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Homework Help, Please

  1. Mar 7, 2005 #1
    I need some help with these two problems:

    1. A wheel of radius 30 cm has forces applied to it as shown in the figure below. Find the torque produced by the force of (a) 4 N (b) 9 N (c) 7 N (d) 6 N. See attachment for figure.
    (a) = _____1.2 N*m_____ counterclockwise?
    (b) = _____2.7 N*m_____ clockwise?
    (c) = __________ N*m
    (d) = __________ N*m clockwise
    For a, I did: (4N)(.3 M ) = 1.2 N*m
    for b, (9 N)(.3 M) = 2.7 N*m
    for c, I don't know how to solve it if hte force isn't perpendicular.
    for d, same as c. Does anybody know how to solve for c and d, and does anybody know if a and b are correct?

    2. A wheel, of mass 6 Kg and radius of gyration 40 cm, is rotating at 300 rpm. Find its momentum of inertia and its rotational KE.
    I got:
    I = mr^2 = (6 Kg)(0.4 m)^2 = 0.96 kg*m^2. Is that right???
    And I'm not sure how to find the rotational kinetic energy. Is there an equation I need?

    All help is appreciated. thank you
     

    Attached Files:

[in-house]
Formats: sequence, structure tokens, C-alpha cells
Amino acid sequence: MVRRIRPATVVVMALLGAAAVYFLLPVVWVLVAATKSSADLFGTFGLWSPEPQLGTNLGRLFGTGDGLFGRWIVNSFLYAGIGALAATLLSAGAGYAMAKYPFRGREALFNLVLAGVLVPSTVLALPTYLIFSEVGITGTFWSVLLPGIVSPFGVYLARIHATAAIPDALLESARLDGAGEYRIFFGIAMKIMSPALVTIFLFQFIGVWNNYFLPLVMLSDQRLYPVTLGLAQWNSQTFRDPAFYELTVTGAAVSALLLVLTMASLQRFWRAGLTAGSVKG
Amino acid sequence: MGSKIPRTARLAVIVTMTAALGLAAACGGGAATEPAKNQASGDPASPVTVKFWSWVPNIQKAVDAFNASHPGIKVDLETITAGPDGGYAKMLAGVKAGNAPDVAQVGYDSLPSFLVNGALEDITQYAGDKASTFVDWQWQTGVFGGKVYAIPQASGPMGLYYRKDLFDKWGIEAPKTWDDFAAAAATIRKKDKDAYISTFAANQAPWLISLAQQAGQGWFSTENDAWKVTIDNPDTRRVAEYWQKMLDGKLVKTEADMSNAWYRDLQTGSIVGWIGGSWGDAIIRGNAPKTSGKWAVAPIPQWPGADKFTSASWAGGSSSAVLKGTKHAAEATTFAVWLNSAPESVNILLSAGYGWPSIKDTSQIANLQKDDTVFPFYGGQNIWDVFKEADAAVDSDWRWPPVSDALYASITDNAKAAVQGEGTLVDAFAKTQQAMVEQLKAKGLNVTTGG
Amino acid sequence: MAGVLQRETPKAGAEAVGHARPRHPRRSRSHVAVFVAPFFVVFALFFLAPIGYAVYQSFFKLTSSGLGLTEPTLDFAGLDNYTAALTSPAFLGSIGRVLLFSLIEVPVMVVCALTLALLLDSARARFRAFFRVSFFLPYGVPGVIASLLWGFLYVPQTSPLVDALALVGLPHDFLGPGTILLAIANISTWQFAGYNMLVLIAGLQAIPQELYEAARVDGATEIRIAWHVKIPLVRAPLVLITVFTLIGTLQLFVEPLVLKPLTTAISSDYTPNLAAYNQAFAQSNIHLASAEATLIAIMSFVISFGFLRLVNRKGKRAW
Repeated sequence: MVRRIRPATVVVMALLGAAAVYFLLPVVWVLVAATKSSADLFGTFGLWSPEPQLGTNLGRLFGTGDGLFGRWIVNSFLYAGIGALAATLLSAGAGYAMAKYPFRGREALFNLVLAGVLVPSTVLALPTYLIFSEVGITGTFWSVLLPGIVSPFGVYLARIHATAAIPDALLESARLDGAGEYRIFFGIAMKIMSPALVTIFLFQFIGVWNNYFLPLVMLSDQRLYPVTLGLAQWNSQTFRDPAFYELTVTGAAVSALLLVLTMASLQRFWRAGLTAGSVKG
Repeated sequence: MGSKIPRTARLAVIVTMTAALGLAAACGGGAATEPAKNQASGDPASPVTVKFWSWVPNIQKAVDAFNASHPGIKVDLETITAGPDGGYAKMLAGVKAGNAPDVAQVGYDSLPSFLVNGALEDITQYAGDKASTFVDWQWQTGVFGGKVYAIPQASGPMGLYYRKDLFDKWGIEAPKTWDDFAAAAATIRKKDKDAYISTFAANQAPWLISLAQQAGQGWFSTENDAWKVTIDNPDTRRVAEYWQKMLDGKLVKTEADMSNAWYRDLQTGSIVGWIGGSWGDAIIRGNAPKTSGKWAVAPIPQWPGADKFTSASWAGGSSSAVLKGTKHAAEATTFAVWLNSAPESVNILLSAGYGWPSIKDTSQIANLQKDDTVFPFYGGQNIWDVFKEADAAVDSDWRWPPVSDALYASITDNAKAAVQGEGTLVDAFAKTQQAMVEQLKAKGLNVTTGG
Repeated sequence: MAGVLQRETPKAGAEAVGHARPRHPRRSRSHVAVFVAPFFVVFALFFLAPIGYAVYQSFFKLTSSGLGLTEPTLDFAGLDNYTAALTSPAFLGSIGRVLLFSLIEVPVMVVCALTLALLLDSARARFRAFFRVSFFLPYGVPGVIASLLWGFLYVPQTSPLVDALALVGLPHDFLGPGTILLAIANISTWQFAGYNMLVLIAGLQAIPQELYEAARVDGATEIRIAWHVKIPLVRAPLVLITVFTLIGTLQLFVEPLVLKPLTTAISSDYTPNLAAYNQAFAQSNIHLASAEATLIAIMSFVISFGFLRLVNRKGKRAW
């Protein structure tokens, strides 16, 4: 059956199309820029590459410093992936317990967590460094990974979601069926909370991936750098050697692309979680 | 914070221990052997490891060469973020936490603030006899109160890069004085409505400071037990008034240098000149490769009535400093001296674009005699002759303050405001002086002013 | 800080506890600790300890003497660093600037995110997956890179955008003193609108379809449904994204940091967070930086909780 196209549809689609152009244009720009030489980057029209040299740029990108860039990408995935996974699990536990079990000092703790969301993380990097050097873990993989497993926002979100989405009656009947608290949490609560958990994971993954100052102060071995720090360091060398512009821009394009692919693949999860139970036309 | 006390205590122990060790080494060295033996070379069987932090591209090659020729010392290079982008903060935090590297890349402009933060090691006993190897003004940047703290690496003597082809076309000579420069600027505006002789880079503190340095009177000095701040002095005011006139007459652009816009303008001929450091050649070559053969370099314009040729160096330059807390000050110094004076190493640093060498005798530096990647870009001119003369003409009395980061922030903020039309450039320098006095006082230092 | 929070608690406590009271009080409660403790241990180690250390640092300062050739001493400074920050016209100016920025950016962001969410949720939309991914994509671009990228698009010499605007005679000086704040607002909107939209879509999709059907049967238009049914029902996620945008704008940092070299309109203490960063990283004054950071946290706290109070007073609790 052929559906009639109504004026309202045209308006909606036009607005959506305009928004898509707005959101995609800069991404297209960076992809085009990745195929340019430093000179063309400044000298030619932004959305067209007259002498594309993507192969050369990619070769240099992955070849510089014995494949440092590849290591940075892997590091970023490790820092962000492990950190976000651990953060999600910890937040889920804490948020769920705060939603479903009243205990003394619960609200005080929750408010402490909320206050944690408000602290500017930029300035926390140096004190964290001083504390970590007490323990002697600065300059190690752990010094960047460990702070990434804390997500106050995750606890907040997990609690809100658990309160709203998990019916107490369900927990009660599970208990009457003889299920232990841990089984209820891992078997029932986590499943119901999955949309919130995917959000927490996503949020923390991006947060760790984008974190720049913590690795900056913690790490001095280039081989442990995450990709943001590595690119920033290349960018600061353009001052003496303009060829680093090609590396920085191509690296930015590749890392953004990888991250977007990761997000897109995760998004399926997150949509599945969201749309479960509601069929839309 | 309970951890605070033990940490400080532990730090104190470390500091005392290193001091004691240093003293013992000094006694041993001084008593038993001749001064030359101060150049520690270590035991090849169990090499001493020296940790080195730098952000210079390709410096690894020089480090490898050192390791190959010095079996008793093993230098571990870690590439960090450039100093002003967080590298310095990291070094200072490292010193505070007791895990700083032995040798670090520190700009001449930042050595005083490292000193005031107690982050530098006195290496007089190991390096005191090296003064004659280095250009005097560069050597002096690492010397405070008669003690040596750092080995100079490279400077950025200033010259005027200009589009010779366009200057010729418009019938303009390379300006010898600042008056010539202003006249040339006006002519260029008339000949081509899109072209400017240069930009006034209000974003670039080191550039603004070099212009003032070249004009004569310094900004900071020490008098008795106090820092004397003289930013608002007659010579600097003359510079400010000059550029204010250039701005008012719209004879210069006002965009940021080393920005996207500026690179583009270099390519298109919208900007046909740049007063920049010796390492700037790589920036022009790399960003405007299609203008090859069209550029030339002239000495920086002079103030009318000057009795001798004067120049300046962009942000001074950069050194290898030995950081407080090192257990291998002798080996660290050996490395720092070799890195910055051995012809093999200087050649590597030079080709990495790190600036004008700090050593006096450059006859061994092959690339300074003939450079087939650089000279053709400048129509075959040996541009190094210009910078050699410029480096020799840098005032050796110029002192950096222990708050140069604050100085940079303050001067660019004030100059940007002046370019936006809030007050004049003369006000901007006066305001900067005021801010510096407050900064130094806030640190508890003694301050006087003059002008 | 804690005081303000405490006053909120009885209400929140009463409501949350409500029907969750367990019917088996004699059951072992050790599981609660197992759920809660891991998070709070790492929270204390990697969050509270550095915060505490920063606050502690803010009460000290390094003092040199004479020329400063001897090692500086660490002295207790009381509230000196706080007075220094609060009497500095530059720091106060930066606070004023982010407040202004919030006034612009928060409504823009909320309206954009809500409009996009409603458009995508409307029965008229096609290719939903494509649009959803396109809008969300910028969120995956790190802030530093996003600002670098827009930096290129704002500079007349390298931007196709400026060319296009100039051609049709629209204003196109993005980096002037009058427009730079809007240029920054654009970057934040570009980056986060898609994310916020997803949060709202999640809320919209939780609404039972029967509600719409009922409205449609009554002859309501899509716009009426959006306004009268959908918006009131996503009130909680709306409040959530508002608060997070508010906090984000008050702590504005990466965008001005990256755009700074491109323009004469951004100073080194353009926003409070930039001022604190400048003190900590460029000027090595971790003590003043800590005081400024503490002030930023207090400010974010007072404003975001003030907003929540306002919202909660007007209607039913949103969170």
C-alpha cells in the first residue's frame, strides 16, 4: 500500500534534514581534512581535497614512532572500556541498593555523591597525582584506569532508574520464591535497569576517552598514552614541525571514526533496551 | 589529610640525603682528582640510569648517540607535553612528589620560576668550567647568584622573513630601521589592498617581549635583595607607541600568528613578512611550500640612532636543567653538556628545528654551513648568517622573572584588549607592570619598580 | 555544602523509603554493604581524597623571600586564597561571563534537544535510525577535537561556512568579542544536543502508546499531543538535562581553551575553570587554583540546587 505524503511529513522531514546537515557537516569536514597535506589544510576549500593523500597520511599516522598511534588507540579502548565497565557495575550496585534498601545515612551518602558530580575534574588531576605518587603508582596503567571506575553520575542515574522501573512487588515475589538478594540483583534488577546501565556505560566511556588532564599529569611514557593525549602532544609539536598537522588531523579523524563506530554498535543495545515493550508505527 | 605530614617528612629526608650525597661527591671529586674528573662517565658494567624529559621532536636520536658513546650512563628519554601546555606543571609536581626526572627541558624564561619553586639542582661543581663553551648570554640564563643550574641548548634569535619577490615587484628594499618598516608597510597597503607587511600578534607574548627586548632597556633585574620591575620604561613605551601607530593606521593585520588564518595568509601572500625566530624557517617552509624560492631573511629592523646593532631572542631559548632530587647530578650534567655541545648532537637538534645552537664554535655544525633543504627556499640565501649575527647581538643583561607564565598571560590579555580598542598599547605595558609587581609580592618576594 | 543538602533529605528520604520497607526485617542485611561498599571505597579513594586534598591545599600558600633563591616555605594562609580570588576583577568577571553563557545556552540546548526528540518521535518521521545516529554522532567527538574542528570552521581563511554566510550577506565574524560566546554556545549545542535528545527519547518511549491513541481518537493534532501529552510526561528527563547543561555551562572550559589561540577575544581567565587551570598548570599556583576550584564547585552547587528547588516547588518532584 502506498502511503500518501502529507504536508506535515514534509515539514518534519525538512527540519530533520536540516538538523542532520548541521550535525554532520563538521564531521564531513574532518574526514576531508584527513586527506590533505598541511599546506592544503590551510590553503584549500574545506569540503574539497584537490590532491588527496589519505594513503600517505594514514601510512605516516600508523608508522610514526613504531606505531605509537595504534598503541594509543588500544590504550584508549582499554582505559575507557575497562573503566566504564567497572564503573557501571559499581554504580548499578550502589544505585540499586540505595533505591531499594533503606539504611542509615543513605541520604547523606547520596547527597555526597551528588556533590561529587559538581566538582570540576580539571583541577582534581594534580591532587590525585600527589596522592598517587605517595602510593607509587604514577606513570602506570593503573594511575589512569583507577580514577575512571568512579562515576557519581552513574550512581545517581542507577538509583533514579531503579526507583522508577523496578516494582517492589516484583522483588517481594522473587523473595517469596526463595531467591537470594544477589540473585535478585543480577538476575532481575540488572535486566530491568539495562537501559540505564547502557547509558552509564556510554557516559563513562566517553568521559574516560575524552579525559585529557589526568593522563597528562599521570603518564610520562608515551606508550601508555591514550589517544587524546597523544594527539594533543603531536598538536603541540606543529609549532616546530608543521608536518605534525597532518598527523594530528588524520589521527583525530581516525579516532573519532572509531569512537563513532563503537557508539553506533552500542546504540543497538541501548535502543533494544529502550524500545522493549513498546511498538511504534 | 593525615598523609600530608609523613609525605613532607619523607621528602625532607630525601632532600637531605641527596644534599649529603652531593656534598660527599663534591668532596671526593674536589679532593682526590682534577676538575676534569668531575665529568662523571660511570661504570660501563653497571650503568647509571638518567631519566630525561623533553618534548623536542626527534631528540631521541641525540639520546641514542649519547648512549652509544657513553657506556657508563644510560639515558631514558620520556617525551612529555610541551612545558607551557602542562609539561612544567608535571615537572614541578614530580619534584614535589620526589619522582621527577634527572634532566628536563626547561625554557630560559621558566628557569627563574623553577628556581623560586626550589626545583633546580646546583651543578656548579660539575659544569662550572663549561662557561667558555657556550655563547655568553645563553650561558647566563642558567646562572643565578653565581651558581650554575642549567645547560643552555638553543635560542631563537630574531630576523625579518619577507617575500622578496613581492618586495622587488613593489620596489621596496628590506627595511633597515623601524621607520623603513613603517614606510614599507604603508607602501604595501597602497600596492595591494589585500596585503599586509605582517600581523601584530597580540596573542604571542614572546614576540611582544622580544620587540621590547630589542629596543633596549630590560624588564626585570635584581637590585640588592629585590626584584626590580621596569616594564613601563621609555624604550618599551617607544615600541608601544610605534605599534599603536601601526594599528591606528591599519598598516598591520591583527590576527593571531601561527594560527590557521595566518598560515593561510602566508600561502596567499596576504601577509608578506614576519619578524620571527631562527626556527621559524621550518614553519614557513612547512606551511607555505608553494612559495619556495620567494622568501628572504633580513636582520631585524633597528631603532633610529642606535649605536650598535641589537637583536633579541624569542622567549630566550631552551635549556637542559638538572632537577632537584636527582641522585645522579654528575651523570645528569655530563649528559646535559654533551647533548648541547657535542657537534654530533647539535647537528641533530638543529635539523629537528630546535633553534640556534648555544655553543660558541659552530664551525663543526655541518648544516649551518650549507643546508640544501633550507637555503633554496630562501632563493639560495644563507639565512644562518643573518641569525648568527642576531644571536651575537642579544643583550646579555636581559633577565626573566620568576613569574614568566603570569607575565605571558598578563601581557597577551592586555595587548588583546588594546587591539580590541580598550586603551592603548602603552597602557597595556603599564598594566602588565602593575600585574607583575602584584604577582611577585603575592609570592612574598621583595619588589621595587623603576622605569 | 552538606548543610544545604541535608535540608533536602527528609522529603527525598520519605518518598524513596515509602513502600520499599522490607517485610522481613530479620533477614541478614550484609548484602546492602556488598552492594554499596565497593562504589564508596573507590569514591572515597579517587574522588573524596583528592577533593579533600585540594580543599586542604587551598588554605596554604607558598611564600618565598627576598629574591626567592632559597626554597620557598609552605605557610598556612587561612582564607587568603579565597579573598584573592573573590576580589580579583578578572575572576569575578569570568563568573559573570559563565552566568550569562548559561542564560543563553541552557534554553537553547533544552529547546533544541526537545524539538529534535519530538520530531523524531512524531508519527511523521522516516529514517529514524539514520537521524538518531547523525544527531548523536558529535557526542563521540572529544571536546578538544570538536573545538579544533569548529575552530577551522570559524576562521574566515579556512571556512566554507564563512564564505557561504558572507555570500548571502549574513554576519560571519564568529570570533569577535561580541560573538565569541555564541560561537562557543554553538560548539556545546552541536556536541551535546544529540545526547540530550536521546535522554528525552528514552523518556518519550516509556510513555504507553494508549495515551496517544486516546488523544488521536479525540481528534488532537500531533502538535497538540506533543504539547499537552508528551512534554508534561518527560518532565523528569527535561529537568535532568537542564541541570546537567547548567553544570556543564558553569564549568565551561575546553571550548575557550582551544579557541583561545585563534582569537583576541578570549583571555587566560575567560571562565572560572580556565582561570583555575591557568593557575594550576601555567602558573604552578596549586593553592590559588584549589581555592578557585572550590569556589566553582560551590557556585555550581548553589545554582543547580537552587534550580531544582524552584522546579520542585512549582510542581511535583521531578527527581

2. jcsd
  3. Mar 8, 2005 #2

    dextercioby

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    Science Advisor
    Homework Helper

    For the second,what is the moment of inertia of a disk...?

    Daniel.
     
  4. Mar 8, 2005 #3

    Wiz

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    ke

    rotational KE is given by 1/2* I * (w^2)
    where I is moment of inertia and w is the angular velocity......
    wiz
     
  5. Mar 8, 2005 #4

    minger

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    Science Advisor

    Radius of Gyration does not equal the radius of the disk. You will have to find an equation relating mass, Moment of Intertia, and Radius of Gyration. Hint: It involves a division sign and a square root. From there, it is easy to find your Moment of Interia.

    To find the rotational interia, it is basically the same equation for linear, but with circular definitions in. (i.e. rad/s instead of m/s, angular velocity instead of linear velocity)
     
  6. Mar 9, 2005 #5

    Doc Al

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    Staff: Mentor

    Good.
    When the force is not perpendicular to the radius, find the component of the force perpendicular to the radius. (Hint: [itex]F sin\theta[/itex], where [itex]\theta[/itex] is the angle that the force makes with the radius.)

    a and b are correct.


    This is correct.
    [tex]{KE}_{rot} = 1/2 I \omega^2[/tex]
    where [itex]\omega[/itex] is the angular speed (measured in radians/sec).
     
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